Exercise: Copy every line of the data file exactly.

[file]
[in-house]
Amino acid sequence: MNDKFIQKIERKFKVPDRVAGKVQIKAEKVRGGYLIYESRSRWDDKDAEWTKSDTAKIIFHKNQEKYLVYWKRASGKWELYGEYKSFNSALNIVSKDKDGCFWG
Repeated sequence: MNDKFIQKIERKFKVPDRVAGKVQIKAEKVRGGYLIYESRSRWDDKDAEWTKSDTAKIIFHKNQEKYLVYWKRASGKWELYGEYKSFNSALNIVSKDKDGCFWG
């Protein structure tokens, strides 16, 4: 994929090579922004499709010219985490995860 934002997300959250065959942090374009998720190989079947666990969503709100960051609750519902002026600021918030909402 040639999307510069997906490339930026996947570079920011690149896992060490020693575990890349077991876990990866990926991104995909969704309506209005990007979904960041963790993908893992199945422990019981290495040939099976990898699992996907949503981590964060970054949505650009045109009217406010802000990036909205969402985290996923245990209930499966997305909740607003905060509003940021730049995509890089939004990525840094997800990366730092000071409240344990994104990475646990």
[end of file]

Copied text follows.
[in-house]
Amino acid sequence: MNDKFIQKIERKFKVPDRVAGKVQIKAEKVRGGYLIYESRSRWDDKDAEWTKSDTAKIIFHKNQEKYLVYWKRASGKWELYGEYKSFNSALNIVSKDKDGCFWG
Repeated sequence: MNDKFIQKIERKFKVPDRVAGKVQIKAEKVRGGYLIYESRSRWDDKDAEWTKSDTAKIIFHKNQEKYLVYWKRASGKWELYGEYKSFNSALNIVSKDKDGCFWG
């Protein structure tokens, strides 16, 4: 994929090579922004499709010219985490995860 934002997300959250065959942090374009998720190989079947666990969503709100960051609750519902002026600021918030909402 040639999307510069997906490339930026996947570079920011690149896992060490020693575990890349077991876990990866990926991104995909969704309506209005990007979904960041963790993908893992199945422990019981290495040939099976990898699992996907949503981590964060970054949505650009045109009217406010802000990036909205969402985290996923245990209930499966997305909740607003905060509003940021730049995509890089939004990525840094997800990366730092000071409240344990994104990475646990």